But, if we look at the BJP’s performance in the elections in Kerala, its vote percentage has consistently increased both in the assembly elections as well as in Lok Sabha elections. The BJP’s vote share has increased from five per cent in 2006 to six per cent in 2011 and to a remarkable jump to 11 per cent in the 2016 assembly elections. Similarly, it saw an increase in its vote percentage from seven percent in 2009 to around 11 per cent in 2014 Lok Sabha elections.

Narendra Modi is not oblivious of the fact that in 2014, the BJP's tally almost saturated in many North Indian states. It has already peaked in 12 North Indian states and now, it would be difficult to add any more states in 2019. The Gujarat elections only reveal that the BJP is bound to lose at least some seats in its bastions that it won in 2014. Therefore, the party is desperately looking for compensating this loss — it sees Kerala as another frontier for itself.

Congress’s hope

The Congress party has staged demonstrations to express solidarity with Ayyappa devotees. Being the principal Opposition in Kerala, the party threw in its weight with the Ayyappa devotees opposing the verdict even before the BJP formally did.

The Congress has been concerned ever since the BJP won 15 per cent of the votes in the 2016 Assembly election by making inroads into the grand old party’s Hindu vote bank. Therefore, by aligning with the protestors, the Congress hopes to regain lost ground among the Hindu voters.

Not wanting to be outdone by the Hindutva camp, the Congress said that the party has maintained the most consistent position on the issue of Sabarimala among all political parties and to buttress their claim, they point to an affidavit submitted by the United Democratic Front (UDF) government in the Supreme Court opposing the entry of menstruating women into the Sabarimala temple.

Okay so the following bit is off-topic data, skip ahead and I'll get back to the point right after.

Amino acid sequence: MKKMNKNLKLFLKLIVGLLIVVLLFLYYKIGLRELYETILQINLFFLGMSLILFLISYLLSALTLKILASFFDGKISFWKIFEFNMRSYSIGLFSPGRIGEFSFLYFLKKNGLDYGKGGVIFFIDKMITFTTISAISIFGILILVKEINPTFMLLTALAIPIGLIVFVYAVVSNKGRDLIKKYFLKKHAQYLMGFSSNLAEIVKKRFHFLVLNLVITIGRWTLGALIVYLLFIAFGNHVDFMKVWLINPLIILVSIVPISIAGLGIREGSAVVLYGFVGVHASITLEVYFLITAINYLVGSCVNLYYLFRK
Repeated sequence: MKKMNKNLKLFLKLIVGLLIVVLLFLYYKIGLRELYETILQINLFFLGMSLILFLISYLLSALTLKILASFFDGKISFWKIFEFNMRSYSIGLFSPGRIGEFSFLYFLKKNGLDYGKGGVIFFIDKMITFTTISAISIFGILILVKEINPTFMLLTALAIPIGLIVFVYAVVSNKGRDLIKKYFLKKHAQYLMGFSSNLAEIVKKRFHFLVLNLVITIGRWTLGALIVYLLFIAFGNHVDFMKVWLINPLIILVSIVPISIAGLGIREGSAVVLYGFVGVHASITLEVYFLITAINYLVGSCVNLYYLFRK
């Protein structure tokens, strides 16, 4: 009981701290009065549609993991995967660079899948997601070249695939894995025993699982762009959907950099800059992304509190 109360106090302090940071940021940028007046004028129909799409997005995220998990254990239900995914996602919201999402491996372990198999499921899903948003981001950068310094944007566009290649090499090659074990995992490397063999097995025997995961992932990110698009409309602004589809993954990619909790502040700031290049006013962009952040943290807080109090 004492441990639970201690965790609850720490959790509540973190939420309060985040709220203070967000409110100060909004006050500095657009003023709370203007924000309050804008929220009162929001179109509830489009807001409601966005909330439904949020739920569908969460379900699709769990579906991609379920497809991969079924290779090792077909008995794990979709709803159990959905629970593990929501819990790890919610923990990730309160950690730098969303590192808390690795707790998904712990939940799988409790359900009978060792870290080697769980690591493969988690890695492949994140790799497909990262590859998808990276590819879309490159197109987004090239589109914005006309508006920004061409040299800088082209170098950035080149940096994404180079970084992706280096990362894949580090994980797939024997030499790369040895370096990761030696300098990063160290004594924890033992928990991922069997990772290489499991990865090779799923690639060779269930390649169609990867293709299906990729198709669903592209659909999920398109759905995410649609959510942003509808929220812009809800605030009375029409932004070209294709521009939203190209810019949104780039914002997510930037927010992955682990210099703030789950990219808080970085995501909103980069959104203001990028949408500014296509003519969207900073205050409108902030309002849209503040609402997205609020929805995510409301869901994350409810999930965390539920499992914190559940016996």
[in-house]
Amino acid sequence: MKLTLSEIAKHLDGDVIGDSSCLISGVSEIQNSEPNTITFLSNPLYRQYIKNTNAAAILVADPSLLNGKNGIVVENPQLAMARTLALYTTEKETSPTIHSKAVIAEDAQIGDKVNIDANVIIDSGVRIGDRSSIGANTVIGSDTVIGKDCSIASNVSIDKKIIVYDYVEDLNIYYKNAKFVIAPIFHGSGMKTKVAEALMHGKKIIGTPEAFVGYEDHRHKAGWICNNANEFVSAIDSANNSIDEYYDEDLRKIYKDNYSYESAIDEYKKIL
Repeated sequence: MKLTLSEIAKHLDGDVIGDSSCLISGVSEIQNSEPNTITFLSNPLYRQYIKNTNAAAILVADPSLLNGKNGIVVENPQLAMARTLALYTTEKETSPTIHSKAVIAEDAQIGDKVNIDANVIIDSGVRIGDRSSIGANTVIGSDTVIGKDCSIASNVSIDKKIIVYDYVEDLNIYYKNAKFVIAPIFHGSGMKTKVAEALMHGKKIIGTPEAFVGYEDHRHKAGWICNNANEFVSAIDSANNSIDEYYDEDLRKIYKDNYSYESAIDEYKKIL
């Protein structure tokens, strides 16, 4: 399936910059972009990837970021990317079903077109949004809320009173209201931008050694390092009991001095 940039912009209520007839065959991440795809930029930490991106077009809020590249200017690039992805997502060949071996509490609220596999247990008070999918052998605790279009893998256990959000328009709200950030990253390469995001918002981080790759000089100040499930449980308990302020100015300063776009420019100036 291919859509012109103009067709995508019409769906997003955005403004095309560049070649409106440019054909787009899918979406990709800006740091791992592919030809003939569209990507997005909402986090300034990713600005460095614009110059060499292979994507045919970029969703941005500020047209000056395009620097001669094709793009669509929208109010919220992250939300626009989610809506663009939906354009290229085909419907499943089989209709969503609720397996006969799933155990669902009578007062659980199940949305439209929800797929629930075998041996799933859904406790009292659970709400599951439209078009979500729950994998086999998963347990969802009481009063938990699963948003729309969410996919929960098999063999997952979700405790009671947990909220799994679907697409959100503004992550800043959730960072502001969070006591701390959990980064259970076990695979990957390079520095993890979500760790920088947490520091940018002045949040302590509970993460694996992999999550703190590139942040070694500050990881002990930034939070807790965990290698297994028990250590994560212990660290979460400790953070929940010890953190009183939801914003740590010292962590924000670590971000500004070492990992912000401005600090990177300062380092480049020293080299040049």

Is the LDF in a tight spot?

The ruling Left Democratic Front (LDF), led by the CPI(M) seems to be in a tight spot at the moment. People across the state associate the Left government with the September 28 Supreme Court’s judgment. There is a visible anger against the Pinarayi Vijayan government who has said that his government will follow the court’s orders without intervening in any way. He also declared that his government will not file a review petition.

The chief minister held that his government's —and the CPI(M)'s stand — on the issue was consistent since the VS Achuthanandan government submitted its first affidavit as a respondent in the case in 2007.

pin_101718072021.jpgIn a tight spot. (Photo: Indiatoday.in)

In an affidavit filed in courts in November 2007, the then Communist government, led by VS Achuthanandan, had clarified that it was in favour of allowing women of all ages to Sabarimala at all times and it did not want “discrimination towards any woman or any section of the society.”

And just before remitting office in 2016, the UDF government under the chief ministership of Congressman Oommen Chandy stated that it did not support the 2007 affidavit. When the present CPI(M)-led government under the chief ministership of Pinarayi Vijayan came to power in 2016, it again reiterated support for its 2007 affidavit. During the final hearing of the case, the Kerala government reiterated its stand in court that Kerala “does not conceive of any discrimination as regards the entry of women into the temple where male devotees can enter.”

Kerala is now on the verge of a political shift, one that could be advantageous to the BJP.

It is pertinent to know that Hindus made up just about 55 per cent of Kerala’s population. In the last four years, BJP President Amit Shah has made several visits to Kerala to find ways of expanding the BJP’s footprint, but the party has been struggling to find an issue to sell its “Hindutva agenda” through. Therefore, in its quest to make a dent in Kerala, Sabarimala is just the kind of stimulus that the BJP needed to infiltrate the anti-Left space that the Congress has occupied in Communist Kerala for decades.

The BJP’s spearheading of the Sabarimala protests could give it sufficient leverage when the Lok Sabha election is not too far.

Also read: Kerala’s 'progressive secular' CM knew Sabarimala crisis was brewing. Why didn’t he do more to avert it?


Praveen Shekhar Praveen Shekhar

The writer is Associate Producer, TVTN.